Pepin the Short of Gaul dies. His dominions are divided between his sons Charles (Charlemagne) and Carloman.
In the first of the Franco-Habsburg Wars, the Holy Roman Emperor Charles V captures the French king Francis I at the Battle of Pavia, Italy.
Ferdinand of Hapsburg and John Zapolyai, the two kings of Hungary, conclude the peace of Grosswardein.
Chief Justice John Marshall, by refusing to rule on the case of Marbury vs. Madison, asserts the authority of the judicial branch.
Mexico gains independence from Spain.
Some 3,000 Mexicans launch an assault on the Alamo with its 182 Texan defenders.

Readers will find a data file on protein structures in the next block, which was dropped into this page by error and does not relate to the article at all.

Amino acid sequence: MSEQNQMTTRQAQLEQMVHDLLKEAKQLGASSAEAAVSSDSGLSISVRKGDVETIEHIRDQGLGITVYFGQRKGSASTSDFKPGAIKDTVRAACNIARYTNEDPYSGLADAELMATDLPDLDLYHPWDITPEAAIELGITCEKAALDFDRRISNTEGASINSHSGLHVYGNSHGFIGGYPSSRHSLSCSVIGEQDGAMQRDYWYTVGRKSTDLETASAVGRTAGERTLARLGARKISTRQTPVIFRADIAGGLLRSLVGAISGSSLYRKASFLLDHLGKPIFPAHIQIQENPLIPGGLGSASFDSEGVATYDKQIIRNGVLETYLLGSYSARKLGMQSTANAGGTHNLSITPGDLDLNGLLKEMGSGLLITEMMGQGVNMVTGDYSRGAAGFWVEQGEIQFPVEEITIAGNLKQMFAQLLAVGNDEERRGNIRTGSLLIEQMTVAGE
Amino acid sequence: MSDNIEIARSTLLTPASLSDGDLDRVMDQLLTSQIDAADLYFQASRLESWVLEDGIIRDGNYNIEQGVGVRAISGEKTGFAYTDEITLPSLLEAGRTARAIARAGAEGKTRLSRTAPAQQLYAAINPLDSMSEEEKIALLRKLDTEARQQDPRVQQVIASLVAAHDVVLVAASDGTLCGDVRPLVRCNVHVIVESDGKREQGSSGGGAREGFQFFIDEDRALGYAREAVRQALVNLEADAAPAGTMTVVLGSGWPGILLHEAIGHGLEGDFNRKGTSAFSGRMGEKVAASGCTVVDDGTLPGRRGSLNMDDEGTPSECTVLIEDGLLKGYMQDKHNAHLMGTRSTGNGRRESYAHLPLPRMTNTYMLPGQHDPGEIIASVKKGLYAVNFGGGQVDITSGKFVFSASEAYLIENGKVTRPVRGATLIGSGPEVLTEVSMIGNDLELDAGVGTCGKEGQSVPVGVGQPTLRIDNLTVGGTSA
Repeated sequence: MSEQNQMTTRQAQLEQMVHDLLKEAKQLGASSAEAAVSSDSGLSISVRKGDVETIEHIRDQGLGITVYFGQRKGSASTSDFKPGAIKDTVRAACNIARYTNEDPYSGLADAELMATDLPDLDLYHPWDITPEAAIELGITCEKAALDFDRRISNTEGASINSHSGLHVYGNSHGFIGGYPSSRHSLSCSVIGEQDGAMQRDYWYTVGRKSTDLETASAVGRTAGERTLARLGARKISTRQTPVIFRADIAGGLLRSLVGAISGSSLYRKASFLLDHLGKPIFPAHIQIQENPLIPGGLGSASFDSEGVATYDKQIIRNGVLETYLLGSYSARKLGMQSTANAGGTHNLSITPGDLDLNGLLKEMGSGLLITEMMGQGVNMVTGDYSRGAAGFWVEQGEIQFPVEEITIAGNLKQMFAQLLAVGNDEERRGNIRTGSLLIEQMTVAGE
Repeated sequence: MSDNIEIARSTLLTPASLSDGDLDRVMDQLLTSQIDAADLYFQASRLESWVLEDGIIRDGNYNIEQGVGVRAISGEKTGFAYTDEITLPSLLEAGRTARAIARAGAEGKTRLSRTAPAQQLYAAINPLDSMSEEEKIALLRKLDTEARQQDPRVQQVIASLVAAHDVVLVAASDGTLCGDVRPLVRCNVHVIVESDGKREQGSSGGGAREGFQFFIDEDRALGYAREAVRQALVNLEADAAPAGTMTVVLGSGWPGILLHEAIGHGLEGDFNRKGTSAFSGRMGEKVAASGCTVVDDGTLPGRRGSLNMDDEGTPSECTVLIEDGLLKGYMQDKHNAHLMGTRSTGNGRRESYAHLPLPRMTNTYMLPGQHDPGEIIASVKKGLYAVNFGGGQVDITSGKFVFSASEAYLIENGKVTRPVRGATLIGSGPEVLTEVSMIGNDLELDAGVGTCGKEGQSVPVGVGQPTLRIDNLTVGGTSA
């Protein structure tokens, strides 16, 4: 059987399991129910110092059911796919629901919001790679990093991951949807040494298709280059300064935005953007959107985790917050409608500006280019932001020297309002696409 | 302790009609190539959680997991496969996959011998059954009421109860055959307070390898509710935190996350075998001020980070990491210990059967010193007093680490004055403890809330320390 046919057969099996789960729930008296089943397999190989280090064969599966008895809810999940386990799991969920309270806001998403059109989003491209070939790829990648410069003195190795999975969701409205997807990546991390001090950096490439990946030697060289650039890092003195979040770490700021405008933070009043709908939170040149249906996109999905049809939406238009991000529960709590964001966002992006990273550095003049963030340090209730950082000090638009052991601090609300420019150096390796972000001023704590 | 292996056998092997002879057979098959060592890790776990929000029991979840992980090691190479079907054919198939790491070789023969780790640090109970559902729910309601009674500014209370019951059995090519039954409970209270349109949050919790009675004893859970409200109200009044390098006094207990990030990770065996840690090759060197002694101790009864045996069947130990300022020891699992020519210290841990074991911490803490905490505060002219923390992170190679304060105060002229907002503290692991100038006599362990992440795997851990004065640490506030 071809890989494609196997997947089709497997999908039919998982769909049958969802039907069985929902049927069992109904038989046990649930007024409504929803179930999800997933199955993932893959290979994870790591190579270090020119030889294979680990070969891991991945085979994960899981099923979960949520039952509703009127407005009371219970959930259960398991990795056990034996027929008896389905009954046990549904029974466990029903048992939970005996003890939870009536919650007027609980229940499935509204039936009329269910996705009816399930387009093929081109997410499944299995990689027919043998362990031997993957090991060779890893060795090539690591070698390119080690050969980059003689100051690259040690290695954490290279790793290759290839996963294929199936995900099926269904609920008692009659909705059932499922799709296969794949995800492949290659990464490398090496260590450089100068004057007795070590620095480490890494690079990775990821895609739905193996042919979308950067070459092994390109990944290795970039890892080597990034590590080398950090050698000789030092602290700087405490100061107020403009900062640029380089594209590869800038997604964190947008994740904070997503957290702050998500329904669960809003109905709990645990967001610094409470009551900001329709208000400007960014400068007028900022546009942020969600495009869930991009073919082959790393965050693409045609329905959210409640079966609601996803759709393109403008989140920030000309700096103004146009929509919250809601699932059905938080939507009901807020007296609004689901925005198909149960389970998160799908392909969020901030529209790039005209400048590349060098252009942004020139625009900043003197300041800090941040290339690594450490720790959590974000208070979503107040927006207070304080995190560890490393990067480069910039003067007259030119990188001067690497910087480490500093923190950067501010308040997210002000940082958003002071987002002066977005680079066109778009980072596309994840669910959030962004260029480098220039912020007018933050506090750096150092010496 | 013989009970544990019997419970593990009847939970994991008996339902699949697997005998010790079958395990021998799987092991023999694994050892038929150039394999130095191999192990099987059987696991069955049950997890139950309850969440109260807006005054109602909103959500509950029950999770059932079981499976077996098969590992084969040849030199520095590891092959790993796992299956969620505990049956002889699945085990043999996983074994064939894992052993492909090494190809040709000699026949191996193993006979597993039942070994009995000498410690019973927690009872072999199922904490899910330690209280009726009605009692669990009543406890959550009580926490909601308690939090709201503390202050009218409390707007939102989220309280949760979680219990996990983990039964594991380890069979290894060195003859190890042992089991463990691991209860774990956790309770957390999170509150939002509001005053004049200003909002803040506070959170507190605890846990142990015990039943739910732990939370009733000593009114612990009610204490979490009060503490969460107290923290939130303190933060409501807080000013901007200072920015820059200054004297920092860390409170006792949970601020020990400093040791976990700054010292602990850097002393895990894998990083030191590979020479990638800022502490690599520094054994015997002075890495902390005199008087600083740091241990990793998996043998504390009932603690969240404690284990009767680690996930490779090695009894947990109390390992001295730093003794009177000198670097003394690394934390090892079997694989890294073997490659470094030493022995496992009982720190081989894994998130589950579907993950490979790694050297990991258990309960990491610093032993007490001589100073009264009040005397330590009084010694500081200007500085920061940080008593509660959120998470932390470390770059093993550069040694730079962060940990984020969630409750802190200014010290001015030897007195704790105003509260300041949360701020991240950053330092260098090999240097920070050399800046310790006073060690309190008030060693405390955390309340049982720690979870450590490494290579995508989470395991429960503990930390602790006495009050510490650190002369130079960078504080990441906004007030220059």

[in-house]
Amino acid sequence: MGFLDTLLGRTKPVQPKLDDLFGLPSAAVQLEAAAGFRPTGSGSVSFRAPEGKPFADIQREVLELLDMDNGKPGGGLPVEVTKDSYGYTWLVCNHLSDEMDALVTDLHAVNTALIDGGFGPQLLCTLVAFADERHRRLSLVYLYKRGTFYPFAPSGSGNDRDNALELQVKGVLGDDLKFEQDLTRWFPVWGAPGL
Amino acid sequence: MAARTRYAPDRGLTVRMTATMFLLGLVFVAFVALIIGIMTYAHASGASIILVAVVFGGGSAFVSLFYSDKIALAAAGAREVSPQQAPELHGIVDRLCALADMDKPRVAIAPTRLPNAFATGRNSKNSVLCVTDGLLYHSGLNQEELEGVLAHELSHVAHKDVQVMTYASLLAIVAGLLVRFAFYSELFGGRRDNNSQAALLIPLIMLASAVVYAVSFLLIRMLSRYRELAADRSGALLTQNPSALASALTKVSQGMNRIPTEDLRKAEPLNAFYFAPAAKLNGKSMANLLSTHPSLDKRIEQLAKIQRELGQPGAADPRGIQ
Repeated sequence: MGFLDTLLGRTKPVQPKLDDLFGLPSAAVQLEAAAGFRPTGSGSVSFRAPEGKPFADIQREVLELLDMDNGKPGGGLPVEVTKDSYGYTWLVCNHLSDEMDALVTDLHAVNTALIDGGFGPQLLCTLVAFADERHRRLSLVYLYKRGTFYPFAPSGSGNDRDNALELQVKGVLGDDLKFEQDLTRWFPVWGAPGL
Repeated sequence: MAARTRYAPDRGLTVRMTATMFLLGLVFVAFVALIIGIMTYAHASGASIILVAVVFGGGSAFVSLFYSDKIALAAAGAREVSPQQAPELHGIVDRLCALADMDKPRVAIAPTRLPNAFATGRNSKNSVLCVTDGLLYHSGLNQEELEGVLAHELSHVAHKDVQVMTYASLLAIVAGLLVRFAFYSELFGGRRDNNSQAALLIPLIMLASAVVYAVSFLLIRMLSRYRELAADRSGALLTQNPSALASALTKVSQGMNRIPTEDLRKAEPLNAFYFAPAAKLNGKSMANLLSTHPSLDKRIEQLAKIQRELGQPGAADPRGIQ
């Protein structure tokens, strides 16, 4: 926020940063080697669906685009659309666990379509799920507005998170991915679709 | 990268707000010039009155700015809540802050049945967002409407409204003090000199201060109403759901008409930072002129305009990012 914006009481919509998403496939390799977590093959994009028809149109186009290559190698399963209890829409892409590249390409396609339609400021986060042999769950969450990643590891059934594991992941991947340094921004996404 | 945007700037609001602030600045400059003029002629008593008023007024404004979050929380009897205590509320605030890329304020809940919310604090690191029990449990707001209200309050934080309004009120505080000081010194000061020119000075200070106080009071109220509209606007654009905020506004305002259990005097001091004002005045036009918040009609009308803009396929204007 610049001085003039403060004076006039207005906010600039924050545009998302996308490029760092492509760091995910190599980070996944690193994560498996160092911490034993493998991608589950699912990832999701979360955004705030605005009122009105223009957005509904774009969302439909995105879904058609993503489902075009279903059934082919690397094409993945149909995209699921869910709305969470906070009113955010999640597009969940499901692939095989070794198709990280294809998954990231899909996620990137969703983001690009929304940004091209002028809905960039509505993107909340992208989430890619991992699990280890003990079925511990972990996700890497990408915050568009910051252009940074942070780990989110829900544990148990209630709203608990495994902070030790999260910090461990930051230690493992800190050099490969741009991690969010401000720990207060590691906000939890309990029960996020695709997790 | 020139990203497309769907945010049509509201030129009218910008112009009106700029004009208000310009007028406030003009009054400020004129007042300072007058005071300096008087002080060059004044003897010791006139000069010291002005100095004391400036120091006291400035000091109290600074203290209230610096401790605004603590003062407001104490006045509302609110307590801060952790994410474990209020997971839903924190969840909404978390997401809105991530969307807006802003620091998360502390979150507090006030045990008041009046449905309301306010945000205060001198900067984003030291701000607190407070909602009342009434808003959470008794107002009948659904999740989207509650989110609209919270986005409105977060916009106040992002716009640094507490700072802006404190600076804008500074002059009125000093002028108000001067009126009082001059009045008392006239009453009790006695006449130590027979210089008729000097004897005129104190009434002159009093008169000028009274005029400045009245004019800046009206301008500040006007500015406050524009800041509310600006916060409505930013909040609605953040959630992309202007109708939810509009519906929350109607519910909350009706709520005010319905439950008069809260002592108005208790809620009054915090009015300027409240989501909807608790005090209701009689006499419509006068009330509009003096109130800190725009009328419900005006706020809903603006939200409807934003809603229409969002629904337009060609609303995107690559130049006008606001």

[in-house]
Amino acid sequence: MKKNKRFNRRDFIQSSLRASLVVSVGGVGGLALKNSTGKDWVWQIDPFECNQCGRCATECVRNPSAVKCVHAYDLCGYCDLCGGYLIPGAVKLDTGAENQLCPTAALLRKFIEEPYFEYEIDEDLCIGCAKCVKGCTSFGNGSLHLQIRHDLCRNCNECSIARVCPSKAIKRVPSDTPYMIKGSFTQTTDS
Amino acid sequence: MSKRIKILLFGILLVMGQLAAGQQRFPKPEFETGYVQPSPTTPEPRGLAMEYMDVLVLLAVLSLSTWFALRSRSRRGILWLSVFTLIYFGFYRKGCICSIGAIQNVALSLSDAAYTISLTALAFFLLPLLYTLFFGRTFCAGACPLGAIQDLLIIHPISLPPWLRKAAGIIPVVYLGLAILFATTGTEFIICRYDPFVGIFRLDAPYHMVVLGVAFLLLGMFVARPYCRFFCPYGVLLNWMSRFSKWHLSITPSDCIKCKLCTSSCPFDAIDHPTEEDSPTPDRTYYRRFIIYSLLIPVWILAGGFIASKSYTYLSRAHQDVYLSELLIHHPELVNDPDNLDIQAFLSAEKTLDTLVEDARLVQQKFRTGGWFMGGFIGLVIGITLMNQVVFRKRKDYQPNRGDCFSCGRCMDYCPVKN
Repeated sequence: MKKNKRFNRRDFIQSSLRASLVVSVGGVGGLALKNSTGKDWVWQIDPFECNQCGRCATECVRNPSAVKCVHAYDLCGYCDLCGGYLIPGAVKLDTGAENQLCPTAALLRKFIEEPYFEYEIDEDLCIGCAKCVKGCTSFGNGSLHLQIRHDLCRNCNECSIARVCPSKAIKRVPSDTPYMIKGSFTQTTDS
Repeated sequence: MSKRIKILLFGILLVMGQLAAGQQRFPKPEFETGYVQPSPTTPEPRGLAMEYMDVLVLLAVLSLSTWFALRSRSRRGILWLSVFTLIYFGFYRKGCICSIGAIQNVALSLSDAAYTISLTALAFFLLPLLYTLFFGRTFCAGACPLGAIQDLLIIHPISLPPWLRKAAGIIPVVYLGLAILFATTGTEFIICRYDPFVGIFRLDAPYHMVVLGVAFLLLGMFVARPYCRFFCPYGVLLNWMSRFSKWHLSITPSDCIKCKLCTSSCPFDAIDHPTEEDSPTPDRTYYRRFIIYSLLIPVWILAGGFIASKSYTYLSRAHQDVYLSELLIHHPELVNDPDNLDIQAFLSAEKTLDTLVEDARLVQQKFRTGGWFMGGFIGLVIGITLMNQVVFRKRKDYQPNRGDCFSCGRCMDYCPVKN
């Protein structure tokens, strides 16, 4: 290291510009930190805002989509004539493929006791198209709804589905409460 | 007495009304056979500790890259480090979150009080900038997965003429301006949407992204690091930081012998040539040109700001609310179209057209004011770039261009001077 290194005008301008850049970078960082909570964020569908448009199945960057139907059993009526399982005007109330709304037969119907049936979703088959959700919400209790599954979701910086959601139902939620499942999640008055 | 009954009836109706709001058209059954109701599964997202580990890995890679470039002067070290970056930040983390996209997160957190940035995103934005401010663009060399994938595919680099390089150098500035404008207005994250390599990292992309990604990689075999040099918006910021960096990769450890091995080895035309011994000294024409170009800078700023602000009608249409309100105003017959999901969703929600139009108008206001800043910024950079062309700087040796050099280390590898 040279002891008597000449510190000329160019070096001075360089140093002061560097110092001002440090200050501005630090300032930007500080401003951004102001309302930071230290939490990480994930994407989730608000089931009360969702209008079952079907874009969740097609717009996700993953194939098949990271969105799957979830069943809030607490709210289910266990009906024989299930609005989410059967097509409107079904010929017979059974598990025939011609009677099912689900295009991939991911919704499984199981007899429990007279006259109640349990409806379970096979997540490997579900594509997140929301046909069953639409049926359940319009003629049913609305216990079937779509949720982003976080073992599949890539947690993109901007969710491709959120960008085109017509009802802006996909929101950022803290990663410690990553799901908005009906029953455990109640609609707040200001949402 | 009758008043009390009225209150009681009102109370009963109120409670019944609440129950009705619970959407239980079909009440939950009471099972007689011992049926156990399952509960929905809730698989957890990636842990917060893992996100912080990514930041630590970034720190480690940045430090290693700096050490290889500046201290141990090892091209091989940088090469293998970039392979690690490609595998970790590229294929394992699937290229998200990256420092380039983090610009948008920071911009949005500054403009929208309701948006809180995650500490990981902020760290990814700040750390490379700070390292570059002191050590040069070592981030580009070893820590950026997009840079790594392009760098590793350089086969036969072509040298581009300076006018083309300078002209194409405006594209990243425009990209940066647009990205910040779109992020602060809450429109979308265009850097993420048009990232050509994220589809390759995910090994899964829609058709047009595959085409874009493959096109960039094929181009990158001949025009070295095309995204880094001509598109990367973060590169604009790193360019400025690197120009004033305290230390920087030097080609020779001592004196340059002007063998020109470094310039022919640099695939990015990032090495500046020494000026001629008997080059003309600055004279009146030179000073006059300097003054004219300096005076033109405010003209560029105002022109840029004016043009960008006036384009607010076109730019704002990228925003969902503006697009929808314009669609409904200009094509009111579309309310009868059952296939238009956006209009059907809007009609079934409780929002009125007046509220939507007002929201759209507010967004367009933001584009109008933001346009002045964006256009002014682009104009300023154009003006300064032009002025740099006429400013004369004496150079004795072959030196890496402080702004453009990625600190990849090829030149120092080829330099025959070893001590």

Herbert Hoover becomes Secretary of Commerce.
The New Gallery of New York exhibits works of Archibald Motley, its first show to feature a black artist.
Merrill's Marauders, a specially trained group of American soldiers, begin their ground campaign against Japan into Burma.
U.S. forces liberate prisoners of war in the Los Baños Prison in the Philippines.
North Vietnamese troops capture the imperial palace in Hue, South Vietnam.
Hanoi negotiators walk out of the peace talks in Paris to protest U.S. air raids on North Vietnam.
General Norman Schwarzkopf, commander of the coalition army, sends in ground forces during the Gulf War.